Is a Harvard Degree Worth It?
At 14 I won a scholarship to an exclusive New England boarding school where I proceeded to get my butt kicked. All the tools I brought from a large, lower middle class, family from Pittsburgh promptly failed me. I was absolutely miserable for the first two years as I staggered through a stream of failures in sports, academics, and making friends. And though I genuinely enjoyed my senior year, I still had to pass my final exam in math to graduate—which I apparently did albeit with the lowest passing grade. When the headmaster handed me my diploma he smiled and whispered, “You never thought you’d make it, did you Augie?” as my classmates erupted in cheers for the underdog.
I recently called my old math teacher to thank him for the “gift” of that passing grade. He laughed and said that I passed on my own though we both knew the truth. I then asked why the school kept renewing my full scholarship each year despite my woeful performance. He just said, “Ah Augie, you were a nice guy.” Then he said he couldn’t believe that I would call just to thank him after 35 years.
“I don’t look at it that way Mr. Becker,” I replied, “I’m just so ashamed that it took me 35 years.”
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Recently I listened as a pundit extolled the virtues of state universities and community colleges. He argued that it is hard to justify the outrageous tuitions that our elite institutions are charging. After all, is that graduate student teaching engineering at Princeton really ten times better at imparting engineering?
I've heard this argument many times, and I am sympathetic. Not only did I matriculate at a state school, but it is unconscionable that so many students graduate saddled with $100,000 or more in debt. But while granting these obvious points, I think there are some implicit assumptions behind this argument to consider.
First, this argument rests on the convergent thinking that college is a trade school where we go to acquire practical “skills.” Most of us quickly outgrow our diplomas. I often think the real waste of money is all the folks who spend four years heads down in accounting only to quickly abandon the field. Can an 18-year old with no prior experience really be expected to choose a highly specialized field?
Second, as a history major, I’m a firm believer in the divergent value of a liberal education. College is not just skills; it is a place to discover possibilities. College is not just a place where we clamor to climb into some well worn career box, but a place where we get outside all the boxes we bring with us. The most important business skill is creativity, and creativity is not a skill at all. Creativity requires curiosity, questioning assumptions, resisting conventional thinking, and an ego with the courage to be wrong a lot. Creative leaders draw on analogies and metaphors from many disciplines, and it is not an accident that so many innovative solutions come from beyond the narrow confines of the discipline that originally posed the problem. Like a chess master, today’s leaders must be able to “see the board:” a board consisting of the countless permutations that lie outside the four walls of the business. Most businesses fail not because their leaders lack skills, but because they are narrow minded: blindsided by an emerging trend either unforeseen or more often dismissed.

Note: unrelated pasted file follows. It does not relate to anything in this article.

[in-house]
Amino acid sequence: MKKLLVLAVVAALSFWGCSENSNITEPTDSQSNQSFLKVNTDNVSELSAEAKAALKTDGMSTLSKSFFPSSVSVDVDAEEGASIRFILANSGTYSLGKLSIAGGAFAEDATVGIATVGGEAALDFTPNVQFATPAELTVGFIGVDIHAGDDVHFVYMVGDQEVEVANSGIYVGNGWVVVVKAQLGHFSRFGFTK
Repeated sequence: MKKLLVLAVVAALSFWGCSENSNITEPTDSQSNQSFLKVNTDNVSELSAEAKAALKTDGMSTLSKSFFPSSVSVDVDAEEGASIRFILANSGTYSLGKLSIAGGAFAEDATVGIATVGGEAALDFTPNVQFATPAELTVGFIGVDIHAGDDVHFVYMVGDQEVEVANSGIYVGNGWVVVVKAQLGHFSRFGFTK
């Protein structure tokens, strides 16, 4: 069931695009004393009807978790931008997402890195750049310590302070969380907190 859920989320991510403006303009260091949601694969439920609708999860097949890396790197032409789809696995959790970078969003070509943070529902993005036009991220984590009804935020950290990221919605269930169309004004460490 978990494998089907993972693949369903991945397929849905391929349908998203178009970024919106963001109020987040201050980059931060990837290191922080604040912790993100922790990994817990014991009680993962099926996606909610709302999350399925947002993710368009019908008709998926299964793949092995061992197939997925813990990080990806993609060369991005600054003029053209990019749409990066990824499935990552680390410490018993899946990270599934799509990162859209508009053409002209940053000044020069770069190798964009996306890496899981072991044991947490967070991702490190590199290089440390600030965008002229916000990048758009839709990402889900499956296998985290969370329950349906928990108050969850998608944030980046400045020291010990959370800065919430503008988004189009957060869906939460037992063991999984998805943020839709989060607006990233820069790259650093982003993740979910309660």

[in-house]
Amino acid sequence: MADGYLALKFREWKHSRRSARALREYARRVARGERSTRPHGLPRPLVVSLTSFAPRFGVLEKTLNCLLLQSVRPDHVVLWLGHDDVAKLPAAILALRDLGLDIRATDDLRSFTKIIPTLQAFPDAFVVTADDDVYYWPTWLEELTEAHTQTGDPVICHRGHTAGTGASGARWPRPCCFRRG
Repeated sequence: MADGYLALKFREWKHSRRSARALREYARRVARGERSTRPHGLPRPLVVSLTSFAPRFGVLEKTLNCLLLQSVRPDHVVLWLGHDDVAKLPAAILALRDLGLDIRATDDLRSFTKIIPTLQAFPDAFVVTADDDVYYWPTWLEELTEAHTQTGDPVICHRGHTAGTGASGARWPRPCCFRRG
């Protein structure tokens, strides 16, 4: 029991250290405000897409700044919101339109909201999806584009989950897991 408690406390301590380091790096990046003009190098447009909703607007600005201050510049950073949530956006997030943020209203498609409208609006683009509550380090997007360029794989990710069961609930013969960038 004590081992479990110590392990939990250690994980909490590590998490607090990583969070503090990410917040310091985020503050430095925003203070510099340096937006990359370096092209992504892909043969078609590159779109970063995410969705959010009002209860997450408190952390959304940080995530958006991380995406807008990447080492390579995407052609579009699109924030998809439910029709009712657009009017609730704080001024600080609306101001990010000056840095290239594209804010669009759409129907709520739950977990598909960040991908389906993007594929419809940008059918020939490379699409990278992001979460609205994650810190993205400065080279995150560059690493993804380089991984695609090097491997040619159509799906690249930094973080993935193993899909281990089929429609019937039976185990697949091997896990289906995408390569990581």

Third, if real estate is location, location, location then business is people, people, people. Most of our careers plateau because we lack “soft” people smarts not “hard” skills. All too often our educational decisions for ourselves and our children do not take people into account.
Fourth and most importantly, leadership relies on values and attitudes and we get our values and attitudes primarily from peers not teachers, courses, and parents. As far back as the late 1950s, Lou Mobley was arguing that the most crucial things we learn in business come through osmosis. This suggests that we should be far more interested in the peers a campus supplies than the content of courses and the quality of instruction. To get better at golf only play with people who are better than you and this applies to picking a college as well. If we want big results, we must surround ourselves and our children with big thinkers. When I moved to North Carolina in 1985 after living in New York City, the first thing I noticed was a difference in mentality: People were just as smart and skillful but their thinking was narrow and their aspirations smaller.
After the rigors of my boarding school experience, college was a breeze. Yet I give far more money to my prep school than to my college. I do this not because Mr. Becker and his colleagues were so much better than the teachers I left behind in Pittsburgh. I give because I am grateful for the mind blowing experience I got from my fellow students. I give because I learned that it is far more important to be challenged than it is to be comfortable. I give because I learned how important it is to never quit.
Despite its agonies prep school radically transformed my thinking, my expectations, and my life. I left boarding school hungry for more transformation not just learning and I faithfully give so that other scholarship students can take this transformational journey as well.
I’m still not sure that any diploma is worth $200,000, but my experiences at boarding school suggest that choosing a college is more than a simplistic cost/benefit analysis centered on acquiring “skills” at the lowest possible cost.